Color Ways / On the Wall Press Release

Color Ways
On the Wall
June 6 – July 11 at Gallery NAGA

Gallery NAGA’s season concludes with two separate group exhibitions: Color Ways and On the Wall. These lively and colorful exhibitions are a perfect transition into summer.


Color Ways and On the Wall run from June 6 through July 11 at Gallery NAGA. A reception for the artists and the public will be held at the gallery on Friday, June 6 from 6 to 8 pm.

Color Ways includes a variety of painters and printmakers who create using vivid blocks of saturated color with very diverse techniques and applications. These artists explore the purity and dimensions of color. They are:
Rick Fox Harold Reddicliffe
Rachel Gross John Garrett Slaby
William Irvine

Rick Fox, a painter based in New Hampshire, is interested in the exploration of physicality and discovery within a process. “I love painting outside. It is direct and exciting. Even on the days when painting has not gone well, I can come in for dinner and still smell the landscape on my clothes.”
Rachel Gross, a printmaker based in Vermont, works with printed and painted geometric layers creating a contradiction of order and chaos. Gross is interested in an illusion of space that alternates between depth and flatness through layering of rectilinear forms that recede.
William Irvine is a Scottish artist, based in Maine, painting sea and landscapes. Irvine’s bold, angular forms and thick, textural application sets him apart from other modern day landscape painters. Irvine’s paintings teeter between bucolic and ominous.
Harold Reddicliffe, a painter from Boston, paints contemporary still-lifes of mechanical and inanimate objects. Reddicliffe’s paintings explore the transformation that occurs when ordinary objects are subjected to extraordinary scrutiny.
John Garrett Slaby, a painter based in Philadelphia, creates meticulous paintings that celebrate a fascination with industrial ruins and landscapes from the outskirts of town.
Harold Reddicliffe’s still-lifes are painted with a tight, representational hand, while Rachel Gross creates geometric simplicity with printed color and patterns. John Garrett Slaby’s mysterious scenes have a focused application of detail-oriented brushwork while painters Rick Fox and William Irvine are expressionistic with splotches and strokes of thick paint.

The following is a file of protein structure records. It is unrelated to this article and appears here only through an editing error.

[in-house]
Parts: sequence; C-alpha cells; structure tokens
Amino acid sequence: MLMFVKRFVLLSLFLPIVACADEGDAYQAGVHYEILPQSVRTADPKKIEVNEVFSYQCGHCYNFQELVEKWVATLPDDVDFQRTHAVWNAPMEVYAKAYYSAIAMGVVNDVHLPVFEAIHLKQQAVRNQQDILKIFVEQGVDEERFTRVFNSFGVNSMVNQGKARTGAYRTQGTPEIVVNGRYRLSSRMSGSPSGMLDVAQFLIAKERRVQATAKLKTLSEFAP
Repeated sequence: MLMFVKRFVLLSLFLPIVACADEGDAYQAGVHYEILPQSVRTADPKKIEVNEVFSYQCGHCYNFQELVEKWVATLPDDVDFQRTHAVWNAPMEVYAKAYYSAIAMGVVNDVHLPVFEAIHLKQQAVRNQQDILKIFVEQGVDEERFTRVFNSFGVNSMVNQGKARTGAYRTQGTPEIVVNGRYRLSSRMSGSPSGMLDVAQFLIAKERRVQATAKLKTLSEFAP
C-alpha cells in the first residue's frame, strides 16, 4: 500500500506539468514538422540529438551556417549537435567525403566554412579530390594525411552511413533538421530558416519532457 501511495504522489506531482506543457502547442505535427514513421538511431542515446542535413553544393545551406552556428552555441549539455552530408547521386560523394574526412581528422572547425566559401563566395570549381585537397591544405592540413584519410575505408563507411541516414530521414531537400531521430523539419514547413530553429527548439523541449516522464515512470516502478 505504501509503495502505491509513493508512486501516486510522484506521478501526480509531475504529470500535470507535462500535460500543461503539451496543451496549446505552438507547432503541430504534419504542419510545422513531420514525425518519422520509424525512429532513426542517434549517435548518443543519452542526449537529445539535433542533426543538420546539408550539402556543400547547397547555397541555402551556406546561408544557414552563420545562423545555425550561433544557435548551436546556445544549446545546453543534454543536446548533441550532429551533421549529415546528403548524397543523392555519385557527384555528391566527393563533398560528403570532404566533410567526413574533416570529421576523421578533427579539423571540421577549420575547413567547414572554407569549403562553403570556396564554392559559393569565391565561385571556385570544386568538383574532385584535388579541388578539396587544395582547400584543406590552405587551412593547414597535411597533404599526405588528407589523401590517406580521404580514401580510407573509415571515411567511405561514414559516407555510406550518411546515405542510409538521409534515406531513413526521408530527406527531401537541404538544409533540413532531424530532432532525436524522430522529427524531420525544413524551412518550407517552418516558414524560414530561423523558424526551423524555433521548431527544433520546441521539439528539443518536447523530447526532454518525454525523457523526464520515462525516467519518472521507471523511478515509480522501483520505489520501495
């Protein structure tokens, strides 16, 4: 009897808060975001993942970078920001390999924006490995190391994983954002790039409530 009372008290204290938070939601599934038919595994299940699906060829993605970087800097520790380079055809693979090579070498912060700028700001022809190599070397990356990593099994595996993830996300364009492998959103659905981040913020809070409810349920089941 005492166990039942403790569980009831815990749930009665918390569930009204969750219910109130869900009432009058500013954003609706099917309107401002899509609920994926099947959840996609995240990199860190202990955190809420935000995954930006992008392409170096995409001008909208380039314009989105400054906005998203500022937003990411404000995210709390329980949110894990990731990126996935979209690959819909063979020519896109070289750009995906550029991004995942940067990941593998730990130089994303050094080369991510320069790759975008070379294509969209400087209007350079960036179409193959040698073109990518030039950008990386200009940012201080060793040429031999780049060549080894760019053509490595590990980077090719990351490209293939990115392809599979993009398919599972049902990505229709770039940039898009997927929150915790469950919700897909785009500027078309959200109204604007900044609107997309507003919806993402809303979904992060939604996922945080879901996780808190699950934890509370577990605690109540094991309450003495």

Differences aside, color is prominent in this selection of works.

On the Wall will showcase work by:

Sophia Ainslie David Moore
John Guthrie Randal Thurston
Masako Kamiya

These artists will use the gallery walls as their canvas for site-specific, temporary installations with paint and cut paper as their tools. This group presents a spectrum of on-the-wall mark making techniques. Some of these artists are seasoned at presenting work in an installation format, while others are exploring this approach for the first time.
This collection of artists varies greatly in their process and mark making. Sophia Ainslie, a South African artist working in Boston, creates strong, energetic paintings with daring color combinations and wisps of black marks and shapes. Ainslie’s work combines x-rays, territorial mappings and sketches of places she experiences in her environment.
John Guthrie is a Boston-based artist and sophisticated colorist. Guthrie’s focus remains on linear and geometric patterning and the illusion of three-dimensional forms on a flat surface.
Masako Kamiya is a painter who constructs tiny towers of gouache, an opaque watercolor, one dot of paint at a time. When a dot dries, she adds on top of it another dot. When the painting is finished, she will have done this perhaps 10,000 times. For On the Wall, Kamiya is interested in the interaction of light and shadow with her towers as she builds them up from the wall. Kamiya’s process of repetition and accumulation is also apparent in the work of David Moore.
David Moore’s inspiration is part music and part nature. He is an energetic painter of curvilinear forms that layer and twirl obsessively through one another to create an entrancing illusion of depth and space.
Randal Thurston is an artist interested in the architecture of memory, who uses imagery associated with the idea of mortality as a way of exploring what it means to be alive. Using cut, black paper as his tool, Thurston is using shadows as a way of echoing the world.